When you think of honoring God, what comes to mind? You may think of worshiping with a crowd of people, spending time with Him, or giving of your finances. Those are certainly all ways to honor God.
In Proverbs, we learn of another way to honor God: by showing kindness to the poor. We also learn that when we are unkind to the poor, God takes it as contempt toward Him.
Let’s take a look at this Scripture and unpack what it means.
“He who oppresses the poor shows contempt for their Maker, but whoever is kind to the needy honors God.” (Proverbs 14:31, NIV)
What is Contempt for their Maker?
The Scripture asserts that oppression of the poor shows contempt for God. According to the Oxford English Dictionary, contempt is, “the feeling that a person or a thing is beneath consideration, worthless, or deserving scorn.”
It’s a horrible statement to apply to God. Most of us would never think of that definition as one of our feelings toward God. And yet, Scripture says that oppressing the poor is an act of contempt toward Him.
Bad News About Contempt
To understand the impact of contempt, let’s look at marriage. Dr. John Gottman, clinical psychologist, has identified contempt as the No. 1 predictor of divorce. After four decades of research on marriage and divorce, he wrote, “(Contempt) is the most destructive negative behavior in relationships.”
Gottman explains, “It’s virtually impossible to resolve a problem when your partner is getting the message that you’re disgusted with them and that you’re condescending and acting as their superior.”
It’s a valid point. No one wants to live with someone who behaves contemptuously. And Scripture says that oppressing the poor shows contempt for God. In other words, acting negatively toward the poor is equivalent to being disgusted by God and acting as His superior.
God Made the Poor
Don’t miss that the verse calls God “their Maker.” The writer is pointing out a key reason that God receives oppression of the poor as contempt toward Him. It’s because He made them.
Imagine your most prized work. Maybe it’s a piece of artwork you created, a garden you designed, or your own precious child. Now imagine if someone threw away that artwork, dug up your garden, or abused your child.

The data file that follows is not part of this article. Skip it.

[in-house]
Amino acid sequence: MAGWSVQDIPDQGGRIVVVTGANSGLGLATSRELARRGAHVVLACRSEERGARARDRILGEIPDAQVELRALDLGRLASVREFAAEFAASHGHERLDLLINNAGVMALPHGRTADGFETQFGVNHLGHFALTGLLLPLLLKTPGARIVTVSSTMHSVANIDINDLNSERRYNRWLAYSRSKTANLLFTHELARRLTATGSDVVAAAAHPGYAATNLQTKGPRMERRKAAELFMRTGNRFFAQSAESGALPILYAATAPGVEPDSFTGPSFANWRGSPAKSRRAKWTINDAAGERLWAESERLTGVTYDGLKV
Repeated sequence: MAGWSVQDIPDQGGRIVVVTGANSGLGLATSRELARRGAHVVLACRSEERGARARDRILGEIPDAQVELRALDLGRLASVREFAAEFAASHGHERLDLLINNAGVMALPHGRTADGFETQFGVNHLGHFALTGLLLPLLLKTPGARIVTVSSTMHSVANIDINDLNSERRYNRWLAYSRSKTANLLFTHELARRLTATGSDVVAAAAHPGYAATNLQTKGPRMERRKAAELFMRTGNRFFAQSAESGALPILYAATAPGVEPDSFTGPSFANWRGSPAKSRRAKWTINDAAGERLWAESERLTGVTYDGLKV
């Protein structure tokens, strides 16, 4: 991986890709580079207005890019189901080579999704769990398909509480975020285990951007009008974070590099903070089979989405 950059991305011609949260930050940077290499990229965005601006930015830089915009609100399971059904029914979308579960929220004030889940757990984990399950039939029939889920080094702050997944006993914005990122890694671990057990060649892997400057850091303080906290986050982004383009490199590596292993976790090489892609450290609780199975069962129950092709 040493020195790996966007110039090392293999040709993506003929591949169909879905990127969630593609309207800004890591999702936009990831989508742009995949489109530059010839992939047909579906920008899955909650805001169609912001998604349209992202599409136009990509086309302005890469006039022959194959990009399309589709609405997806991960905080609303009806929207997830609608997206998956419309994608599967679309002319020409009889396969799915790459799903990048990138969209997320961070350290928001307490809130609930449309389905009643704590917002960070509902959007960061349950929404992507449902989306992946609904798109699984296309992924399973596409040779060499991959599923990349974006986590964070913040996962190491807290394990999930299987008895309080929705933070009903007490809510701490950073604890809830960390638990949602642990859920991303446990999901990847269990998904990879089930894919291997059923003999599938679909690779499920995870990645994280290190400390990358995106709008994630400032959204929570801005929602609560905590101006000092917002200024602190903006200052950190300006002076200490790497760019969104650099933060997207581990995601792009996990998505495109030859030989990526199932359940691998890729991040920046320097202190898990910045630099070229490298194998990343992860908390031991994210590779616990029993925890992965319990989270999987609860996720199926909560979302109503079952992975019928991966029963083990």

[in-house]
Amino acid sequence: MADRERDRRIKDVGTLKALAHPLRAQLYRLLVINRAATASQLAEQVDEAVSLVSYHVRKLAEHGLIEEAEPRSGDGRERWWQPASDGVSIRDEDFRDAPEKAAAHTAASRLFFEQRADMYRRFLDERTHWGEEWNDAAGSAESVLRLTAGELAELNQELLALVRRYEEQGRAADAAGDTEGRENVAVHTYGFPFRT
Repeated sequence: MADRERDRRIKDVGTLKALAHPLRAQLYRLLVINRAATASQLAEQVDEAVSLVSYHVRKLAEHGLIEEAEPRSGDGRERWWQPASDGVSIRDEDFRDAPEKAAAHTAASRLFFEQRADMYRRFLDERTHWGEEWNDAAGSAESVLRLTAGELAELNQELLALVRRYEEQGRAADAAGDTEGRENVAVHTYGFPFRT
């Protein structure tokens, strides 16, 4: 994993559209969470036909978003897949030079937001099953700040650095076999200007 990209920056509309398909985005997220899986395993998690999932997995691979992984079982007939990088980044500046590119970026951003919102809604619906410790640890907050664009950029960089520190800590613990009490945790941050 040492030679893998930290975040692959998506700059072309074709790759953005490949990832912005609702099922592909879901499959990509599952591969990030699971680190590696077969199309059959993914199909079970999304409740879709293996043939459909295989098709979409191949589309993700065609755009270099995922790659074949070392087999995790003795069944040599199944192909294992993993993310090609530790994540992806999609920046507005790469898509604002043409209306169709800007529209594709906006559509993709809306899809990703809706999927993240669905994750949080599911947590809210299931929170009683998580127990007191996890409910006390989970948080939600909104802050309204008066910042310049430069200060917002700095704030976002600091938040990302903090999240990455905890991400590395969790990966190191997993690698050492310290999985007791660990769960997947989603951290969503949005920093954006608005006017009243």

Would you take it personally? Of course you would.
God says that He made all people, including the poor, in His image. (Genesis 1:26, 27)
Rich and poor have this in common: The LORD is the Maker of them all. (Proverbs 22:1)
When anyone oppresses the poor, their Maker – God – takes it very personally.
What Does it Mean to “Oppress the Poor”?
The term “oppress” means “ to keep (someone) in subservience and hardship, especially by the unjust exercise of authority.” (Oxford English Dictionary) It sounds like a serious assault.
However, keeping someone in hardship can be done in subtle ways. Other translations of the verse translate the word “oppress” as to “exploit” (CEB), “take advantage” (ERV), or “mistreat” (CEV).
Each of us is responsible to search our own hearts and, with the wisdom and information available to us, make sure that we are not oppressing the poor. The more obvious signs of oppression are harsh actions such as cheating people, denying them services, or speaking rudely to them. But there are less direct ways that may also be harmful.
Based on our experience at Food for the Hungry, where we work closely with people living in poverty, here are a few places to start when asking if you are supporting the oppression of the poor – and therefore showing contempt toward their Maker – in any way.
- Am I treating all people equally, recognizing that they bring God-given gifts to the table? For example, in a PTA meeting at my child’s school, do I discount another parent’s opinion because she appears to come from a different socioeconomic background?
- When I see someone in need, do I seek to understand the underlying causes of their poverty, or am I giving to make myself feel better?
- Have I considered the way I shop, and the ways my buying choices may perpetuate poverty?
- Do I donate to organizations that include community members in the development process?
Our Care for the Needy Can Honor God
There’s good news embedded in this verse. Not only can we avoid showing contempt toward their Maker, but we can honor him by the way we treat the poor.
“Whoever is kind to the needy honors God,” the verse (Proverbs 14:31) says.
When we counteract oppression by acting kindly toward people living in poverty, God receives it as an honor. Think back to the example you chose earlier – was it your artwork? Your garden? Your child? When someone praises your artwork, works alongside you in your garden, or invests time building up your child, do you feel deeply honored? Of course you do. It’s because whatever we create is an extension of ourselves.
Today, we can honor God by showing kindness to the poor, vulnerable, and disadvantaged. What a wonderful way to worship Him!
For More Reading:
What is the Meaning of “Wealth Attracts Many Friends”?
What is the Meaning of “There Will Be No More Poor Among You”?
The Poor You Will Always Have With You—What Did Jesus Mean?